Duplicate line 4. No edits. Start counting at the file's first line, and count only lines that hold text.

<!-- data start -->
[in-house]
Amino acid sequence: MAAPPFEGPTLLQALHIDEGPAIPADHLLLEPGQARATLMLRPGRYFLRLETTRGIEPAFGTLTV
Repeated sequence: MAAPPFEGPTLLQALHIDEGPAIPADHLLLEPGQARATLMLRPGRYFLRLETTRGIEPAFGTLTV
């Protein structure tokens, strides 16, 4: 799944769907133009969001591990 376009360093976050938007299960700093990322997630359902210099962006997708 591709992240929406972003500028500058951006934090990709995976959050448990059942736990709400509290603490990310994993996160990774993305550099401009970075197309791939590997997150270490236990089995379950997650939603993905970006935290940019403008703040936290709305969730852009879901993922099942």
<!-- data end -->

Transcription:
């Protein structure tokens, strides 16, 4: 799944769907133009969001591990 376009360093976050938007299960700093990322997630359902210099962006997708 591709992240929406972003500028500058951006934090990709995976959050448990059942736990709400509290603490990310994993996160990774993305550099401009970075197309791939590997997150270490236990089995379950997650939603993905970006935290940019403008703040936290709305969730852009879901993922099942």